• D

    DewiOct 24, 2012 at 8:20 am

    Thank you so much for providing all of this delicious link. I have been looking for bread recipe that stuffed with soft chorizo inside it. I think it’s called ‘torto’. Would you like to share the recipe? Thank you ;).


  • K

    KoldoJan 14, 2010 at 7:33 am

    Sigo con pastores vizcaínos, pero de Idaho:

    Guisado de oveja, al estilo Owyhee-Bedarona

    Cortar la carne de oveja joven en trozos. Echar manteca de cerdo en una cazuela y colocar los trozos de oveja. Añadir mucha cebolla picada y unos ajos.

    Cuando todo esté dorado, echar un vaso de agua y que siga haciéndose hasta que esté tierna la carne.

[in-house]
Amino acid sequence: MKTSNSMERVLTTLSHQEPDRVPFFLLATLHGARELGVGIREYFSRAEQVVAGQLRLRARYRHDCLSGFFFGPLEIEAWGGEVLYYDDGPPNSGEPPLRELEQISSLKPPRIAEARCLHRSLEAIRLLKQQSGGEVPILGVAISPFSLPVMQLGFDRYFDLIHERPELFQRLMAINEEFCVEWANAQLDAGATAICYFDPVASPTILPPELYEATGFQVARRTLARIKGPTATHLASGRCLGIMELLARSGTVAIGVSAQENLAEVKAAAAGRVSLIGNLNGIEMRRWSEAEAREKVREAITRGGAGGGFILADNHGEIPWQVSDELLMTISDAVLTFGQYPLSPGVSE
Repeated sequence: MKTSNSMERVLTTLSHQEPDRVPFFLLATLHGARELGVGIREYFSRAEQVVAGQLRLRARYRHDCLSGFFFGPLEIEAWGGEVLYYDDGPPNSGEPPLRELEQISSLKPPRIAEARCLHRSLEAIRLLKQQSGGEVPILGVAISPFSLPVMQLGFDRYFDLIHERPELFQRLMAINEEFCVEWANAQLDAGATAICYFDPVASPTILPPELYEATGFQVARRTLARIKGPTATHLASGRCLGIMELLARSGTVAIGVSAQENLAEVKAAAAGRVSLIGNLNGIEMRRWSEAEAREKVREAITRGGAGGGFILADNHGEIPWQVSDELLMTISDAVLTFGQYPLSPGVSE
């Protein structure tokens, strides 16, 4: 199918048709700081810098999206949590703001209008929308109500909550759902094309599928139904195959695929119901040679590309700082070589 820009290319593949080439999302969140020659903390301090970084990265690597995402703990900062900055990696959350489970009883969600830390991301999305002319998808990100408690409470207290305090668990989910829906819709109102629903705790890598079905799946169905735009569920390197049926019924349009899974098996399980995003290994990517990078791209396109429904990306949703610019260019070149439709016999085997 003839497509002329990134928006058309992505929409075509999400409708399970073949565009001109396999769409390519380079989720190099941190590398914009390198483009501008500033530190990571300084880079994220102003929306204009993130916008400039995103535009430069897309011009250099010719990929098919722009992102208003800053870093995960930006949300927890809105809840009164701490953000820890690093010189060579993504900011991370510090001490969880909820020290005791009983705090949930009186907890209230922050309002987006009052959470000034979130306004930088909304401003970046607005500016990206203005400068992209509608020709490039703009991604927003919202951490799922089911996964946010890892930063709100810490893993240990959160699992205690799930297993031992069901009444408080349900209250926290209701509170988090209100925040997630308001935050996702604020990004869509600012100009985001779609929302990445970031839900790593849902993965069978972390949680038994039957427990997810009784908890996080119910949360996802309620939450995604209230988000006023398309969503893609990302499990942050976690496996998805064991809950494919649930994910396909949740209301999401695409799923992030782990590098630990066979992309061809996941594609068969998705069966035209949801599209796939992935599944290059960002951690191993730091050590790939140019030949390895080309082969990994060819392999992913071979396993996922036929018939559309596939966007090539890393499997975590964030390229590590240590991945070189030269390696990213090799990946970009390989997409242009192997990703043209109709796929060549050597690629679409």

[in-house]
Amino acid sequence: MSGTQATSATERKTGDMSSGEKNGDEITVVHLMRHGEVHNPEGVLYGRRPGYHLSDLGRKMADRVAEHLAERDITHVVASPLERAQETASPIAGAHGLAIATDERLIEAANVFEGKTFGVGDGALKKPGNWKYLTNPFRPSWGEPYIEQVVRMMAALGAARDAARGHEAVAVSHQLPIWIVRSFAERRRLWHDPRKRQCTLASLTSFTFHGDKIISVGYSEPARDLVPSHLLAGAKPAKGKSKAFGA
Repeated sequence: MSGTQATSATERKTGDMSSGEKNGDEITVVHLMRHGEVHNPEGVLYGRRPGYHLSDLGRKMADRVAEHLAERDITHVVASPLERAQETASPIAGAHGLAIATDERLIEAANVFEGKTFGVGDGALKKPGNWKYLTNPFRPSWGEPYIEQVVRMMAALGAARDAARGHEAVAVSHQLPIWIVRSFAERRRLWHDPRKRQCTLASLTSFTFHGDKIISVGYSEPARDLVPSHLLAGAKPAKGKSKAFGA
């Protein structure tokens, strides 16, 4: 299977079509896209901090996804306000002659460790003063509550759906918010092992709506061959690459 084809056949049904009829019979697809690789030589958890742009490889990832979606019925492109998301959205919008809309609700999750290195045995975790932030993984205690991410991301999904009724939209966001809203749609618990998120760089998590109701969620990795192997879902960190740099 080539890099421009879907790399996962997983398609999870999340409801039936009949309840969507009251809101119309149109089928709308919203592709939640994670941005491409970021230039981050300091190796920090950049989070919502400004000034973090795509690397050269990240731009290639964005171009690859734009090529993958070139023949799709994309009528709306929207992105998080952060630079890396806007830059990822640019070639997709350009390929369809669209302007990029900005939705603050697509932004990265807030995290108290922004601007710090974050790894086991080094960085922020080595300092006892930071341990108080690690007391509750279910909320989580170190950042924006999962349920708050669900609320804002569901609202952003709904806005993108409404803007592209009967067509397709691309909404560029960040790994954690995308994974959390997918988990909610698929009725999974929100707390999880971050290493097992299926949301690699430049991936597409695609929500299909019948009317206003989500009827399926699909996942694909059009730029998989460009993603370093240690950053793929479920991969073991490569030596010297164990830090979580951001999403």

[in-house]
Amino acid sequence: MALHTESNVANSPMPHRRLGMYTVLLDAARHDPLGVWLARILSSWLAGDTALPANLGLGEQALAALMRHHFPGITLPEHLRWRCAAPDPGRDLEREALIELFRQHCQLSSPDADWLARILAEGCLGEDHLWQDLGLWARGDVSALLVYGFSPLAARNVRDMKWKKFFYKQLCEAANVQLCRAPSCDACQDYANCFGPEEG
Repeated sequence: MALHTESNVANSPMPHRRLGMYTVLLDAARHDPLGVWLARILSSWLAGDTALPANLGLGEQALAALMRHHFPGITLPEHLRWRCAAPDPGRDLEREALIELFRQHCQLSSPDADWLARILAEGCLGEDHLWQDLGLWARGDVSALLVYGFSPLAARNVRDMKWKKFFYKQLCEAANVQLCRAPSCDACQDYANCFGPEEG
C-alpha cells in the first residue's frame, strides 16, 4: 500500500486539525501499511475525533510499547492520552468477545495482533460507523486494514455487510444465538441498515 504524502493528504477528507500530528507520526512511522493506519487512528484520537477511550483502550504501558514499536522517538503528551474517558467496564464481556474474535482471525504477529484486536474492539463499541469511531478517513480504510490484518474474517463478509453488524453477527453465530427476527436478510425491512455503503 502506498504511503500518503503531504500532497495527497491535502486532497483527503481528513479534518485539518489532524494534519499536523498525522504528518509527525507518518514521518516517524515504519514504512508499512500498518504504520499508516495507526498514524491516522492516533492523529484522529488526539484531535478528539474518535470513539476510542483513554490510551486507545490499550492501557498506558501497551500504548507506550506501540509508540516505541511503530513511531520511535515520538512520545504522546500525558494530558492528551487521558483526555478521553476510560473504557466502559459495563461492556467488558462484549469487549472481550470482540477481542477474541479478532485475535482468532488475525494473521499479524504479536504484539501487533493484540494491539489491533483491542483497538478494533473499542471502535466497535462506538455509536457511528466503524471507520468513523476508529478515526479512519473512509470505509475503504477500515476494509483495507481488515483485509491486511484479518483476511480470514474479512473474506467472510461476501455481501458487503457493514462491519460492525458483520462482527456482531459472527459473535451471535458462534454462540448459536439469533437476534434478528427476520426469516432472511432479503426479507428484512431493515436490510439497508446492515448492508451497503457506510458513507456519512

* Flora Alzola, del caserio Etxebarri de Bedarona, llegó a Idaho en 1900. Vivió en Bruneau, Riddle y Mountain Home.

  • D

    DeenaDec 18, 2009 at 1:30 pm

    I just published a Marmitako recipe to add to the list:

  • K

    KoldoDec 17, 2009 at 10:02 am

    Comencemos por recetas de pastores NAVARROS. Hoy haremos MIGAS una comida que el pastor se llevaba a la montaña. En los viejos tiempos, se acompañaba con sebo y, como mucho, con tocino. Hoy se ha sofisticado un poco. La receta pertenece al restaurante TUBAL de Tafala, uno de los mejores restaurante de Navarra.

    Ingredientes para cinco raciones

    1 pan de cabezón o de pueblo, de tres o cuatro días de 1500 g.
    1 taza grande de manteca de cerdo
    el sebo de un riñon de cordero
    15 centímetros de txistorra
    6 lonchas de bacon
    2 filetes de lomo de cerdo
    1 cucharadita de pimentó dulce
    1/4 L. DE AGUA
    3 dientes de ajo
    un poco de guindilla (o polvo de pimiento de Ezpeleta)


    Cortar el pan en sopas cortas y finas